Conference pays tribute to the man behind UN’s genocide laws
The term “genocide” is known worldwide, but relatively few people know that it was coined by Rafał Lemkin, a lawyer of Polish-Jewish origin.
A conference at Warsaw University this week, entitled “Witness to the Age of Genocide. Rafał Lemkin and the Convention of 1948”, reflects on his work and its continued relevance.
Made up of Greek “genus” (race or people) and Latin “cide” (killing), the United Nations defines genocide as “acts committed with intent to destroy, in whole or in part, a national, ethnic, racial or religious group”.
In addition to the Holocaust, the term has been applied to mass killings including the Armenian genocide that began in 1915, the Holodomor man-made famine in Soviet Ukraine in 1932-1933 and, more recently, the Rwandan genocide of 1994.
Lemkin was born in 1900 near the town of Wołkowysk (now in Belarus), which was in the Russian Empire at the time. After studying at Jan Kazimierz University in Lwów (now Lviv, Ukraine), he worked as a public prosecutor in Warsaw during the 1930s.
After the outbreak of World War II, Lemkin managed to emigrate to the United States in 1941, but lost 49 of his relatives in the Holocaust.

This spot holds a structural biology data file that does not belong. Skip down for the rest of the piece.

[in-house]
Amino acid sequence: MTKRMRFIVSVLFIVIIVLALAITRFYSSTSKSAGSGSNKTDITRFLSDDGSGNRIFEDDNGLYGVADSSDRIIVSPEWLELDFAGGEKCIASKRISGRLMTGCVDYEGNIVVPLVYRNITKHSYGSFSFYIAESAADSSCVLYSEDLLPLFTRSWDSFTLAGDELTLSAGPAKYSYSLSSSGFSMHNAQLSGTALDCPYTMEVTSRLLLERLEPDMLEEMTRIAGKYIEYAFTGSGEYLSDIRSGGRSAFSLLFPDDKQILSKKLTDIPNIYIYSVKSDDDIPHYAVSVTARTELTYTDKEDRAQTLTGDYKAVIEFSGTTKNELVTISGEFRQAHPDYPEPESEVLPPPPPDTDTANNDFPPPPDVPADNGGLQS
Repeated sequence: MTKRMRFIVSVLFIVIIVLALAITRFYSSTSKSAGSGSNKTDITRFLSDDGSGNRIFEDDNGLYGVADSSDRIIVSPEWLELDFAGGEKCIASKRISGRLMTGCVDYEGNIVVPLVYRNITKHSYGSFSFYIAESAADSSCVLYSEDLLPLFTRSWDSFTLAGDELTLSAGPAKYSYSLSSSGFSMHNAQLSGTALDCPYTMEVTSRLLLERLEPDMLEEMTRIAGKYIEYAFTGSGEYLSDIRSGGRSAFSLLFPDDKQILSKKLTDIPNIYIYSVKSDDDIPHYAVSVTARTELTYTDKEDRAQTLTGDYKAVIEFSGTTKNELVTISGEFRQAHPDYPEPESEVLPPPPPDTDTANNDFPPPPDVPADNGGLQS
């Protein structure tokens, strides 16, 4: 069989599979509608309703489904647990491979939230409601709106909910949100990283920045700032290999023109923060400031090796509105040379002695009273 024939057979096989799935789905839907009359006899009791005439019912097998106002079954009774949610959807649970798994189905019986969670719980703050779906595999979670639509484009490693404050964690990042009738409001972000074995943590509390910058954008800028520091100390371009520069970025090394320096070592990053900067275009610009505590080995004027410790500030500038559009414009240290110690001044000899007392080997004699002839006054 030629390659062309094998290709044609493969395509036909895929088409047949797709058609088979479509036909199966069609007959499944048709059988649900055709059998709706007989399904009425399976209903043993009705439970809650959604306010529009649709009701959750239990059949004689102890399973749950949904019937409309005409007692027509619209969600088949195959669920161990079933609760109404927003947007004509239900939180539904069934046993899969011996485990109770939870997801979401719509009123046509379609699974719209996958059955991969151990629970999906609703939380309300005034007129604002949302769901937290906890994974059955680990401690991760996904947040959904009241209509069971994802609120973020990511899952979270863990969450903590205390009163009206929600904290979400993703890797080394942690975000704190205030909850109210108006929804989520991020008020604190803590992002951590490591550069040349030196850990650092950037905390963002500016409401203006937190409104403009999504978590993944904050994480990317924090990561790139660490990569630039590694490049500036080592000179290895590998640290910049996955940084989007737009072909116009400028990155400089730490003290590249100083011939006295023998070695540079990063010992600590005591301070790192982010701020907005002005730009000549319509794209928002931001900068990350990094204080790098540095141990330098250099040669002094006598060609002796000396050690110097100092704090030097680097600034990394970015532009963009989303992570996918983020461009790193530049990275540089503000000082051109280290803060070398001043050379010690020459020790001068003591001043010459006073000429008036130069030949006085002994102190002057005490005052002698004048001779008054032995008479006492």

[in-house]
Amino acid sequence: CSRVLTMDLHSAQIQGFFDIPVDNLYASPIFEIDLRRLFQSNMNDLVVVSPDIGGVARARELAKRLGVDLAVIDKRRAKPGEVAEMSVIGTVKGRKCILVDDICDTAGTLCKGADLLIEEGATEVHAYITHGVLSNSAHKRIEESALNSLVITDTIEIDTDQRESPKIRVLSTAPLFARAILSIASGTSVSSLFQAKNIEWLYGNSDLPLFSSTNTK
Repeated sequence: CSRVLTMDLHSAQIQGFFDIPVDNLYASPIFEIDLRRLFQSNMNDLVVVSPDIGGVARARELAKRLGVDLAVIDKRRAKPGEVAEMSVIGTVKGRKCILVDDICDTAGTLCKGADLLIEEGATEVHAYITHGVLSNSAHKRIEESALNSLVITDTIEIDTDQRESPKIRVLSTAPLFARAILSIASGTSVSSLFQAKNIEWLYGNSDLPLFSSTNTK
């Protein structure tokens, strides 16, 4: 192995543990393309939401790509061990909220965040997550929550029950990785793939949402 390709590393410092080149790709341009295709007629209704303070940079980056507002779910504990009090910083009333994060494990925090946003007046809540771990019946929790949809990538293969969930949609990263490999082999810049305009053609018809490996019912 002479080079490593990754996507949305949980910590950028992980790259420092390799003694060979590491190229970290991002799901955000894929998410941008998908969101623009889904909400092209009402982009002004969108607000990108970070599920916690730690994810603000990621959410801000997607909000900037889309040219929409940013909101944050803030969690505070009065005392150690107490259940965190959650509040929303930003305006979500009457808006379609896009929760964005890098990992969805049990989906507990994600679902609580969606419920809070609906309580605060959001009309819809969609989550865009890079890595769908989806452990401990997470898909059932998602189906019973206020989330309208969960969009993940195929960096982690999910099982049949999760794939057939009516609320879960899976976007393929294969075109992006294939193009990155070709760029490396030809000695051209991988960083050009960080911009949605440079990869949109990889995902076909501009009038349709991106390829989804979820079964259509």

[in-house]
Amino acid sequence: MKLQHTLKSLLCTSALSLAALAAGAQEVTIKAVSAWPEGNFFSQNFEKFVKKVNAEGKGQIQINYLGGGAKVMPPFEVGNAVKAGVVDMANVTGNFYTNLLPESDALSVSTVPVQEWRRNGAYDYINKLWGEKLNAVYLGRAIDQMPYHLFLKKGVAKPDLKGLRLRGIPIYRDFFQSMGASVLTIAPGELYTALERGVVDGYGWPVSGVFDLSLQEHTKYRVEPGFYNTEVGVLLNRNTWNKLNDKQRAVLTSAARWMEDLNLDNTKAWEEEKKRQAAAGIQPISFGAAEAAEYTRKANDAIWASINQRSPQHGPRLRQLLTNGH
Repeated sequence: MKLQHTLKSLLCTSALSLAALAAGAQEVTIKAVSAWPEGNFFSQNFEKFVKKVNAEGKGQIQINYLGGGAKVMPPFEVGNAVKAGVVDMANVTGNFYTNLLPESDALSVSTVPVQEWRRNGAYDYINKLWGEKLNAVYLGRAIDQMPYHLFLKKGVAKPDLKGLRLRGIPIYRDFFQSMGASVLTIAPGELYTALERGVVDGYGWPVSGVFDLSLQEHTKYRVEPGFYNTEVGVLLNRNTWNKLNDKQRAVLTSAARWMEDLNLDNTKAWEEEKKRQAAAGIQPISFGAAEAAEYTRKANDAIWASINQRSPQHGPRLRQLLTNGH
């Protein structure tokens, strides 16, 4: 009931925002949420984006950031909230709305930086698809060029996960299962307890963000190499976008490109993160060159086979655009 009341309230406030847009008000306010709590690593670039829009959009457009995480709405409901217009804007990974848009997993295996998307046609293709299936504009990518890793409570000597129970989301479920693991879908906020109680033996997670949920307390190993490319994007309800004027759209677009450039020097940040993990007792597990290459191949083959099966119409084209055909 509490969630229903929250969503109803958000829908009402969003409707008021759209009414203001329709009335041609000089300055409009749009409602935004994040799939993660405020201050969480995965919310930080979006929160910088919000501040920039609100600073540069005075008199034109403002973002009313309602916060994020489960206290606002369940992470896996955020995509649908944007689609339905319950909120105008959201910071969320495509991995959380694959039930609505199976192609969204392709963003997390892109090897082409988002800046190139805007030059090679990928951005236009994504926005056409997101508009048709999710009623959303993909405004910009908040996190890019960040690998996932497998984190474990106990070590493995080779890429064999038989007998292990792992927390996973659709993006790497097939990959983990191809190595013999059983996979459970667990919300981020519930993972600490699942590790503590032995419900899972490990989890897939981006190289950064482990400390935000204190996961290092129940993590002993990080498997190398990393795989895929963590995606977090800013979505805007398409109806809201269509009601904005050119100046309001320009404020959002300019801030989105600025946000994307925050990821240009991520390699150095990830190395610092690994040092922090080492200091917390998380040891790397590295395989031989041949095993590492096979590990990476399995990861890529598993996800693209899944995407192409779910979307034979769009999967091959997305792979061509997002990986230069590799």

His ideas acquired a new significance after 1945, when he helped the Americans prepare the Nuremberg trials against the Nazis. On 9 December 1948, the United Nations General Assembly adopted the Convention on the Prevention and Punishment of the Crime of Genocide initiated by Lemkin, which defines genocide in legal terms.
Lemkin spent the rest of his life in the United States, lecturing on law. He died in 1959 in New York.
A plaque dedicated to Lemkin was unveiled in 2008 on the building at 6 Kredytowa Street in Warsaw, where he lived and worked until September 1939.
The conference in Warsaw, marking the 80th anniversary of the UN’s Genocide Convention, covers Lemkin’s work, influence and legacy.
A biographical panel will consider Lemkin’s intellectual formation, from his earlier years to his legal studies. Other panels will consider genocide from both a global and a Polish perspective, with two on genocide on occupied Polish territory during World War II.
On a more reflective note, panellists will discuss how people should be taught about genocide in secondary school and beyond.
The conference, which runs from 3 to 5 December, is organised by the Pilecki Institute in partnership with Warsaw University’s Faculty of Political Science and International Studies.
The Institute’s mission is to preserve the memory of the historical experiences of Polish citizens in the 20th century by collecting documents and supporting research.